Walking with Trees

“Walking with Trees,” is an on-going project of bearing witness to trees dying from the intertwined impacts of urbanization, globalization, in the form of invasive species, and climate change. As I repeatedly visit the same areas, staying present with devastating losses due to beetles, drought, fire, and more, my work has taken many forms. Photomontages combine a series of glimpses to express the brilliant vibrancy of life in both living and dying forests. Writing is informed by my background in art, science, and contemplative practice. The images and text became part of installations and performative lectures that offer public places to grieve, and from that opening of heart, to reimagine a new.

The Puffin grant supported my continued work near my home in San Diego, northward to Sequoia and Kings Canyon National Parks and Big Basin Redwoods State Park, and eastward to Santa Fe, New Mexico where I focused on the loss of pinyon pines to bark beetles and the impacts of recent fires.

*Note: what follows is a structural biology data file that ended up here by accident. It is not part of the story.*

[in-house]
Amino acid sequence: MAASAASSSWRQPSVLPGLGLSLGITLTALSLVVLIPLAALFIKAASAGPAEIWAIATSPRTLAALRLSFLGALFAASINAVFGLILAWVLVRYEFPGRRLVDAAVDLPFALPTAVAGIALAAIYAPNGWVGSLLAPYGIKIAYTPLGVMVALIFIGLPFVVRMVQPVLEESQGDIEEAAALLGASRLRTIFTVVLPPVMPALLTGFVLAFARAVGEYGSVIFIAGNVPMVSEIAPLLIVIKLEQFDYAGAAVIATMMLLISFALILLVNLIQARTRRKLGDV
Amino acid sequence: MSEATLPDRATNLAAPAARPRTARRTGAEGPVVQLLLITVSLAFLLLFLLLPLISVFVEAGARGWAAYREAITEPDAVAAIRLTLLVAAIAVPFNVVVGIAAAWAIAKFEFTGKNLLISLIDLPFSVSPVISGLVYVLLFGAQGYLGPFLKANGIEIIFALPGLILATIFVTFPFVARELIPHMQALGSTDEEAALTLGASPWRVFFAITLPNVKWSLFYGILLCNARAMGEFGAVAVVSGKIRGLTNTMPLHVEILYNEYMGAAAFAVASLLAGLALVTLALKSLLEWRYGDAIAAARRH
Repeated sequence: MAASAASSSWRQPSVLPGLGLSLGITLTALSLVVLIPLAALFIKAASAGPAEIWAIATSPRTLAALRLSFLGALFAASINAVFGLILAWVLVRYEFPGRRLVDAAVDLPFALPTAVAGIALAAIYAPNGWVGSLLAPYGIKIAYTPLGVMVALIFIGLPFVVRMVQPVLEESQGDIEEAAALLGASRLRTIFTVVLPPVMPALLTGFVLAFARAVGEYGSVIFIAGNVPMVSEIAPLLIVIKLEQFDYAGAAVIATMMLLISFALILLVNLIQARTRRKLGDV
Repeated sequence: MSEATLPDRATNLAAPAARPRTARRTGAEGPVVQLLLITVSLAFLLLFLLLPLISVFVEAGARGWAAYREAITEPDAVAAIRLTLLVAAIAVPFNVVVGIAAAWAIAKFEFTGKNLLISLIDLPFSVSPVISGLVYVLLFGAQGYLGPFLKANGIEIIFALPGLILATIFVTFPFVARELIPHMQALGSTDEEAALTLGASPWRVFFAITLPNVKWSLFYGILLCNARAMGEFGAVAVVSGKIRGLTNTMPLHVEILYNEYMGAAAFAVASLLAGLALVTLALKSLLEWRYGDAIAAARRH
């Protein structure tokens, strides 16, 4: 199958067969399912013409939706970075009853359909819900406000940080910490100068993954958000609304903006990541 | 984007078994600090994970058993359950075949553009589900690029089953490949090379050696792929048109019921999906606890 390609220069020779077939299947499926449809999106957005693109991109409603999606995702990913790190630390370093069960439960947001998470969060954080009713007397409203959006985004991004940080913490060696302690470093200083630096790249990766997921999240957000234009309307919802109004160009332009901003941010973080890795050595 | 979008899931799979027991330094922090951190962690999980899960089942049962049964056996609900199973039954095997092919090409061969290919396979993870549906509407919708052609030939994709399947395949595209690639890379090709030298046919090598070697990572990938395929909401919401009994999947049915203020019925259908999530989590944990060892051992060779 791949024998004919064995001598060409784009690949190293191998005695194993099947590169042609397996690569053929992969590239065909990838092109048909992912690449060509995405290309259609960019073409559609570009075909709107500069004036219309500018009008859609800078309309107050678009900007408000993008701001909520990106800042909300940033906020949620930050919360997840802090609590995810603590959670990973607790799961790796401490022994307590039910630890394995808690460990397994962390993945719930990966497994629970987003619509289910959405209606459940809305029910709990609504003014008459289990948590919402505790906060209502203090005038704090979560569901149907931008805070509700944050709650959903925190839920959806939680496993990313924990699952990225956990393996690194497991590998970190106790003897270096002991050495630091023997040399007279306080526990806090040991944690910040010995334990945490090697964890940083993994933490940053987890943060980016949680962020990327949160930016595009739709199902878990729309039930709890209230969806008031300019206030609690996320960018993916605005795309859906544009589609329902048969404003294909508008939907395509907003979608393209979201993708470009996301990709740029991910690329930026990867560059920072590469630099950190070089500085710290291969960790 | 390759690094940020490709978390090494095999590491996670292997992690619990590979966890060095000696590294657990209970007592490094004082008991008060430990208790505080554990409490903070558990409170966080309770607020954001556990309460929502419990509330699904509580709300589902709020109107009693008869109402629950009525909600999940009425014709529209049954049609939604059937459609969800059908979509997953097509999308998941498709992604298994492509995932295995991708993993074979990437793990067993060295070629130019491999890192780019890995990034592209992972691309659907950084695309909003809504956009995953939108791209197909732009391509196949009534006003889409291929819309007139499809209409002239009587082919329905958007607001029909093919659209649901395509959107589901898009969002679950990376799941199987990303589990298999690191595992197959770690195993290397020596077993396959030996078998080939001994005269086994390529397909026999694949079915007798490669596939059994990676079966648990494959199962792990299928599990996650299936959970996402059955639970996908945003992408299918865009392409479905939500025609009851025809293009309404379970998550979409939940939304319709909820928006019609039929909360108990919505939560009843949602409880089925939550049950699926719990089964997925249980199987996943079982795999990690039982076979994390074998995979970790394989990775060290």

In San Diego, I have been offering palliative care to oaks slowly dying from invasive oak borers for more than a decade. As I wrote last spring:
Witnessing the slow disintegration of these trees has been both heartbreaking and heart opening. This time of unraveling, this time when systems are on the verge of collapse, calls to attentiveness to decomposition as a vital part of the life cycle. Forest managers may call for the cutting of dead trees, to salvage some value from their timber before they seed large wildfires. But is this a blindness bred in a culture that only sees value in extraction and that wishes to avoid sitting with death?

In the Sierra Nevada mountains, I met many sequoias for the first time in 2019 and 2020, never imagining that they would be incinerated the following summers. After a subsequent visit I reflected:
The earth is calling us to look down. The seedlings at my feet were less than two inches tall. Sequoia seedlings only germinate after fire. To nurture the seedlings, we must nurture the earth, repair the life web. We must think like a sequoia seedling, think in tree time. Instead of using up arable soil in the next fifty years, we must commit to nurturing the soil for the next thousand years.
My walks always begin with an offering of gratitude. As I walk or sit with trees, I open to uncertainty, staying present to whatever feelings, thoughts and perceptions arise, and attentive to whatever insight or calls to action emerge.